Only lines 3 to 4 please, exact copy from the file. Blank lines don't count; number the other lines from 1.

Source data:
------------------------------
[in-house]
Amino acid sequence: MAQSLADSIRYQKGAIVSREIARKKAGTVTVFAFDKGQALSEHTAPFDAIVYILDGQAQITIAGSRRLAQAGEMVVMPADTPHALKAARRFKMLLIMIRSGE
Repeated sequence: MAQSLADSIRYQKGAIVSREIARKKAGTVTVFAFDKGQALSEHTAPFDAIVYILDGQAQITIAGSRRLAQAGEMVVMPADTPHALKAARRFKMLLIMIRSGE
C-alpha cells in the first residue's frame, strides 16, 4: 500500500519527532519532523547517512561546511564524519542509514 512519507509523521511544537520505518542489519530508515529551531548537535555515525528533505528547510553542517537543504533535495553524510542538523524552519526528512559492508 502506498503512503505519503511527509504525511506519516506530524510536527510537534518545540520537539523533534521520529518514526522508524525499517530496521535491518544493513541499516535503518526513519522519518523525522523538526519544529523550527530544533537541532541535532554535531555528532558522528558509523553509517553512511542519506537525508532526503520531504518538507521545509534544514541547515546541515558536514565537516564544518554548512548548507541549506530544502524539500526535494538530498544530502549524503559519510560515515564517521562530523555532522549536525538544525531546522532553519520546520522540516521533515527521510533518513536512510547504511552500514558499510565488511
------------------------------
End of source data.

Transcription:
Repeated sequence: MAQSLADSIRYQKGAIVSREIARKKAGTVTVFAFDKGQALSEHTAPFDAIVYILDGQAQITIAGSRRLAQAGEMVVMPADTPHALKAARRFKMLLIMIRSGE
C-alpha cells in the first residue's frame, strides 16, 4: 500500500519527532519532523547517512561546511564524519542509514 512519507509523521511544537520505518542489519530508515529551531548537535555515525528533505528547510553542517537543504533535495553524510542538523524552519526528512559492508 502506498503512503505519503511527509504525511506519516506530524510536527510537534518545540520537539523533534521520529518514526522508524525499517530496521535491518544493513541499516535503518526513519522519518523525522523538526519544529523550527530544533537541532541535532554535531555528532558522528558509523553509517553512511542519506537525508532526503520531504518538507521545509534544514541547515546541515558536514565537516564544518554548512548548507541549506530544502524539500526535494538530498544530502549524503559519510560515515564517521562530523555532522549536525538544525531546522532553519520546520522540516521533515527521510533518513536512510547504511552500514558499510565488511